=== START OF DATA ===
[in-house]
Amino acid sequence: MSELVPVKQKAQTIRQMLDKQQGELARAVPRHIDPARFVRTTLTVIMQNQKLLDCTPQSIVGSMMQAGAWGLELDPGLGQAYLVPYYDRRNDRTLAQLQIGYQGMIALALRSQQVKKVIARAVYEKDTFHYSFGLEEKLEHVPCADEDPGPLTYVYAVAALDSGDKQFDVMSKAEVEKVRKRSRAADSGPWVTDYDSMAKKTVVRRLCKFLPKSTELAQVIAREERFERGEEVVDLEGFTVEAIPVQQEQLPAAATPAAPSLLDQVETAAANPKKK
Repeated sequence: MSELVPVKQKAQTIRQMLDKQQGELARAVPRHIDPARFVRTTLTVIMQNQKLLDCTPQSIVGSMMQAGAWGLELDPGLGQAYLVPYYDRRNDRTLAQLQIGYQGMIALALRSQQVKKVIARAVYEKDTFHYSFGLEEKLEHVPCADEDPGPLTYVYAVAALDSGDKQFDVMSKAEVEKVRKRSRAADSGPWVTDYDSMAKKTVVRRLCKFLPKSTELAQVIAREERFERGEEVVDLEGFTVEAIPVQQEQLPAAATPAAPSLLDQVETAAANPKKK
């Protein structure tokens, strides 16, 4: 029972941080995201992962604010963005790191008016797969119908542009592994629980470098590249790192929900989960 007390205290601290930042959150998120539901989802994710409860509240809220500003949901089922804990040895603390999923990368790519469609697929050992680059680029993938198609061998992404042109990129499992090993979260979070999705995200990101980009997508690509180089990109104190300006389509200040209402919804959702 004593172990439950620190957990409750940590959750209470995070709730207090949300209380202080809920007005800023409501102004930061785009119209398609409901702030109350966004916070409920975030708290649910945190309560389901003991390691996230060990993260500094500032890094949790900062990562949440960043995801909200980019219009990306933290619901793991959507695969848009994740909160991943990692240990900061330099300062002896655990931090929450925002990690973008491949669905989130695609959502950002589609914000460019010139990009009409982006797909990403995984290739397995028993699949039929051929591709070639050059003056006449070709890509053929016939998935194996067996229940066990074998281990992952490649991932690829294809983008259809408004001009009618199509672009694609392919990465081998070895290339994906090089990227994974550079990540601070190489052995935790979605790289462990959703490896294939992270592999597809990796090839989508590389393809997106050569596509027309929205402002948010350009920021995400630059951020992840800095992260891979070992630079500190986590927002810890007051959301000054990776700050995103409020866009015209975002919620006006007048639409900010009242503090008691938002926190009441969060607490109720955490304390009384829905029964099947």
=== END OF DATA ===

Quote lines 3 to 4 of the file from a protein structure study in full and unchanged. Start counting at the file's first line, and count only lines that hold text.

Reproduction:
Repeated sequence: MSELVPVKQKAQTIRQMLDKQQGELARAVPRHIDPARFVRTTLTVIMQNQKLLDCTPQSIVGSMMQAGAWGLELDPGLGQAYLVPYYDRRNDRTLAQLQIGYQGMIALALRSQQVKKVIARAVYEKDTFHYSFGLEEKLEHVPCADEDPGPLTYVYAVAALDSGDKQFDVMSKAEVEKVRKRSRAADSGPWVTDYDSMAKKTVVRRLCKFLPKSTELAQVIAREERFERGEEVVDLEGFTVEAIPVQQEQLPAAATPAAPSLLDQVETAAANPKKK
């Protein structure tokens, strides 16, 4: 029972941080995201992962604010963005790191008016797969119908542009592994629980470098590249790192929900989960 007390205290601290930042959150998120539901989802994710409860509240809220500003949901089922804990040895603390999923990368790519469609697929050992680059680029993938198609061998992404042109990129499992090993979260979070999705995200990101980009997508690509180089990109104190300006389509200040209402919804959702 004593172990439950620190957990409750940590959750209470995070709730207090949300209380202080809920007005800023409501102004930061785009119209398609409901702030109350966004916070409920975030708290649910945190309560389901003991390691996230060990993260500094500032890094949790900062990562949440960043995801909200980019219009990306933290619901793991959507695969848009994740909160991943990692240990900061330099300062002896655990931090929450925002990690973008491949669905989130695609959502950002589609914000460019010139990009009409982006797909990403995984290739397995028993699949039929051929591709070639050059003056006449070709890509053929016939998935194996067996229940066990074998281990992952490649991932690829294809983008259809408004001009009618199509672009694609392919990465081998070895290339994906090089990227994974550079990540601070190489052995935790979605790289462990959703490896294939992270592999597809990796090839989508590389393809997106050569596509027309929205402002948010350009920021995400630059951020992840800095992260891979070992630079500190986590927002810890007051959301000054990776700050995103409020866009015209975002919620006006007048639409900010009242503090008691938002926190009441969060607490109720955490304390009384829905029964099947």